CEOs must learn to let go and continually reinvent themselves
Today's entrepreneur is Anthemos Georgiades, the CEO and co-founder of Zumper, a marketplace for landlords and renters.
Zumper is the largest residential rental startup in the U.S.,with $90 million raised and over 10 million visits each month. The company's mission is to make renting an apartment as easy as booking a hotel.
Before Zumper, Anthemos worked for The Boston Consulting Group in London and NYC, and as an Economic Advisor on the 2010 British election.
He has a BA from Oxford, an MPhil from Cambridge, and an MBA with Distinction from Harvard Business School.
I am a(n):
Companies I've founded or co-founded:
Companies I work or worked for:
Achievements (products built, personal awards won):
Leading Zumper as CEO. SF Business Times 40 under 40
If you are an entrepreneur, why?
I started Zumper to solve the problems I’d had looking for an apartment during multiple city moves in my 20’s. I never realized I wanted to be a CEO until the problem found me, and now there’s no way back.
My favorite startups:
Airbnb, Blueshift, Pattern Brands
Why did you start your current company?
Zumper was created out of pure frustration with the rental process. After camping out overnight to find an apartment, I believed there had to be a better way to close an apartment. Our mission at Zumper is to make renting an apartment as easy as booking a hotel.
What's most frustrating and rewarding about entrepreneurship/innovation?
Frustrating: As you scale, your role as CEO changes and it becomes far less about product design or branding, and much more about setting the right direction for the company and employees as well as solving issues that roll up to you along the way.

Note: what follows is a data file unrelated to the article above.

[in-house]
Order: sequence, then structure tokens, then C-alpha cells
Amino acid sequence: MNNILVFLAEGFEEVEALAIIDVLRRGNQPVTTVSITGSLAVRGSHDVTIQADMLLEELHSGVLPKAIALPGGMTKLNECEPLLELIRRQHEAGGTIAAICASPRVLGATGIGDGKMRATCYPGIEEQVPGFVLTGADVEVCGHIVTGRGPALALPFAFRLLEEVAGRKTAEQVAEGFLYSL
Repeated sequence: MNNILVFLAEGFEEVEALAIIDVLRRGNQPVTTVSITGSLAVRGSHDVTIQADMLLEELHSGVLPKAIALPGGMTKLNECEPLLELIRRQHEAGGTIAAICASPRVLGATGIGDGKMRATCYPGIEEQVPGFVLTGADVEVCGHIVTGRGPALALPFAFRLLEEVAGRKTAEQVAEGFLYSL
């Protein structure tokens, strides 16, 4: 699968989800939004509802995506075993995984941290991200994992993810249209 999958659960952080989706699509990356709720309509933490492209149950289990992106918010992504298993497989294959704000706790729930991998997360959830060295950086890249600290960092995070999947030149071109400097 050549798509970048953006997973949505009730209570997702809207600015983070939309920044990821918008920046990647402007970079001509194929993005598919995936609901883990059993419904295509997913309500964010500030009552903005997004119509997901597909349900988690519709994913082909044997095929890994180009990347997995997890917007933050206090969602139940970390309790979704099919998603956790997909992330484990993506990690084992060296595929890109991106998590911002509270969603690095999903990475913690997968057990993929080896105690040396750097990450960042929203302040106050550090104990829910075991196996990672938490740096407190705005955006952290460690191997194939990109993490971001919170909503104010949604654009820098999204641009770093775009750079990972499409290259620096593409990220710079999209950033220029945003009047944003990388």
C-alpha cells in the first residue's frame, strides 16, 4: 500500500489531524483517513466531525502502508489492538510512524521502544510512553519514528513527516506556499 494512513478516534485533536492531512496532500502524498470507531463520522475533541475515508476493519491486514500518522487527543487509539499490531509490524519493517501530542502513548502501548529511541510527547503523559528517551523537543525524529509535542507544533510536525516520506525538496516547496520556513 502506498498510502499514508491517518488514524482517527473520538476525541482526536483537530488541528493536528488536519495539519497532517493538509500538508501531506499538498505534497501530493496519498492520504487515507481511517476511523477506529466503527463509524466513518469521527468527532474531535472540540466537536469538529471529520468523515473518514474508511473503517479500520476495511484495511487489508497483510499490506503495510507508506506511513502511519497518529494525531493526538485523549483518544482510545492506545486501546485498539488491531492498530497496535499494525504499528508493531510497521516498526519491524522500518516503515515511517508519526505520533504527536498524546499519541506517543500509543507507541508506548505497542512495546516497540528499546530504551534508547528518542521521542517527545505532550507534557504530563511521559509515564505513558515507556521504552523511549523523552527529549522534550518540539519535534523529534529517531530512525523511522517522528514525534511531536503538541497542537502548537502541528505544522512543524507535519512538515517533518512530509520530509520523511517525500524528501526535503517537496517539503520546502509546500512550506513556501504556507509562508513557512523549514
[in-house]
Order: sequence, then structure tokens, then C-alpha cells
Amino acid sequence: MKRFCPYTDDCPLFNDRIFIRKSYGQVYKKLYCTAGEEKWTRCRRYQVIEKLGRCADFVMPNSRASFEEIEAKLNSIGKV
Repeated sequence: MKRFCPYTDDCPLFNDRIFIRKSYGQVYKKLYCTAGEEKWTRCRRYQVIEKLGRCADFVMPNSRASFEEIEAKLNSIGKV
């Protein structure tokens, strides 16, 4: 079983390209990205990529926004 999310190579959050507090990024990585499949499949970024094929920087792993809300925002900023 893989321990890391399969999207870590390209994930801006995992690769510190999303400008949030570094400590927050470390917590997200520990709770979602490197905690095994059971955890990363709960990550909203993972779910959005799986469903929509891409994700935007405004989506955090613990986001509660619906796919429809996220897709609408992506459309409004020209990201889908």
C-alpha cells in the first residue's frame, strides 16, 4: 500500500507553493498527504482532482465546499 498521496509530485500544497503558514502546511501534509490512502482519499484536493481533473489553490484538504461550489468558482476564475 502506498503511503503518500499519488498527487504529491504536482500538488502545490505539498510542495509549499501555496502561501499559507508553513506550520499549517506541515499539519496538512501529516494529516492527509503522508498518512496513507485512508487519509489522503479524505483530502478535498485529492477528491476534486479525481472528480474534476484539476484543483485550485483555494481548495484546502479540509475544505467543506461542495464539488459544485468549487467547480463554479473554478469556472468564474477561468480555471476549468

As the CEO, you are uniquely positioned to solve these problems given your investment in the company but there comes a time when you realize the challenges you face are much more than just obsessing over the vision of the company - your product, employees, and users are now too heavily relying on your problem solving as well.
Rewarding: Watching your team grow and develop into phenomenal leaders and contributors. Also, hearing that you have changed the lives of your users.
What's the No. 1 mistake entrepreneurs make?
Being too focused on their competition. For the first few years, your competition is yourselves and your ability to focus.
What are the top three lessons you've learned as an entrepreneur?
1. Resilience over everything. Most startups fail. Every startup that succeeds goes through very difficult patches. Being resilient during the really tough times - whether it’s a tough fundraising round or a quarterly dip in numbers - is incredibly important. Hiring for IQ is table stakes, but hiring for resilience and perseverance is what builds winners.
2. Grow headcount thoughtfully. Culture is king, it’s the thing that keeps the best people at the best companies. It’s what helps you find meaning in what you do. So, hire carefully. It’s the single biggest lever you have to positively evolve your culture as your organization grows.
3. CEOs must learn to let go and continually reinvent themselves. Back in the early days, as the CEO you have a critical influence on every interaction, every decision, every cultural signal. You want to make sure everyone is getting on well and that your team feels heard. As more senior hires are made and more rounds of funding added, you learn to trust the amazing people you hired to do their jobs well and focus your energy to where you think you could provide the most value.
Related Companies, Investors, and Entrepreneurs
Joined Vator on
Zumper makes renting an apartment as easy as booking a hotel. With over 11 million visits per month, Zumper is the largest startup in the residential rental industry.
Joined Vator onAnthemos Georgiades is the CEO and Co-Founder of Zumper. Zumper is the largest, privately-held residential rental platform in the United States that is making renting an apartment as easy as booking a hotel.